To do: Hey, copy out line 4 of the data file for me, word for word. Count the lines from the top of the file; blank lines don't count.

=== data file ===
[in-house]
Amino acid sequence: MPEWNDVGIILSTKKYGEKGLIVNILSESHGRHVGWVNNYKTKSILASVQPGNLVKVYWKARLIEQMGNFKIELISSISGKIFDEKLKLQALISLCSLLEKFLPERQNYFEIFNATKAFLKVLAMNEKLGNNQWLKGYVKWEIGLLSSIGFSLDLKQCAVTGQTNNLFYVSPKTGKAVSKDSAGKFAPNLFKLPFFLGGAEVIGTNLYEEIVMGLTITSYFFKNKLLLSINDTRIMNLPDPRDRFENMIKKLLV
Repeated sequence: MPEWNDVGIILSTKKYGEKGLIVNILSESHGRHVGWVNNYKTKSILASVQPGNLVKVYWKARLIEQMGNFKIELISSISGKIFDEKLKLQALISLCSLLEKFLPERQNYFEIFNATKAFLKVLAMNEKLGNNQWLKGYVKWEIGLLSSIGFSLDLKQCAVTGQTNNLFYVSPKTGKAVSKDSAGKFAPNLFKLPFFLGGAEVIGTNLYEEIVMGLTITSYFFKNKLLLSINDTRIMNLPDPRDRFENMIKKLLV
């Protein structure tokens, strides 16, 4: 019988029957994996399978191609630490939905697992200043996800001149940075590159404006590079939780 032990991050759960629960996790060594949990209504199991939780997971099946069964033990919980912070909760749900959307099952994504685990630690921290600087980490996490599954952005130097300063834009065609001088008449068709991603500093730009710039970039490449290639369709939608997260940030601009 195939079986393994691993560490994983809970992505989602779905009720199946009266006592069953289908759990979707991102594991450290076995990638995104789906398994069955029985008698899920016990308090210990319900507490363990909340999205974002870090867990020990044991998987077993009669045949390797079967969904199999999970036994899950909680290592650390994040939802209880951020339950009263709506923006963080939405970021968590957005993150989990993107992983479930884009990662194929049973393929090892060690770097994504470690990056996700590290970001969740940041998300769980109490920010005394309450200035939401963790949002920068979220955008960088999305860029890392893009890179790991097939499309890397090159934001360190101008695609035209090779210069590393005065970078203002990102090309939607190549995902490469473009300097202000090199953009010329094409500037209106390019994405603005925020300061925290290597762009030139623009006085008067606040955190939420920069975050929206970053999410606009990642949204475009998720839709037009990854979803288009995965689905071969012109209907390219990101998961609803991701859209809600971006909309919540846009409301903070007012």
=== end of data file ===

């Protein structure tokens, strides 16, 4: 019988029957994996399978191609630490939905697992200043996800001149940075590159404006590079939780 032990991050759960629960996790060594949990209504199991939780997971099946069964033990919980912070909760749900959307099952994504685990630690921290600087980490996490599954952005130097300063834009065609001088008449068709991603500093730009710039970039490449290639369709939608997260940030601009 195939079986393994691993560490994983809970992505989602779905009720199946009266006592069953289908759990979707991102594991450290076995990638995104789906398994069955029985008698899920016990308090210990319900507490363990909340999205974002870090867990020990044991998987077993009669045949390797079967969904199999999970036994899950909680290592650390994040939802209880951020339950009263709506923006963080939405970021968590957005993150989990993107992983479930884009990662194929049973393929090892060690770097994504470690990056996700590290970001969740940041998300769980109490920010005394309450200035939401963790949002920068979220955008960088999305860029890392893009890179790991097939499309890397090159934001360190101008695609035209090779210069590393005065970078203002990102090309939607190549995902490469473009300097202000090199953009010329094409500037209106390019994405603005925020300061925290290597762009030139623009006085008067606040955190939420920069975050929206970053999410606009990642949204475009998720839709037009990854979803288009995965689905071969012109209907390219990101998961609803991701859209809600971006909309919540846009409301903070007012």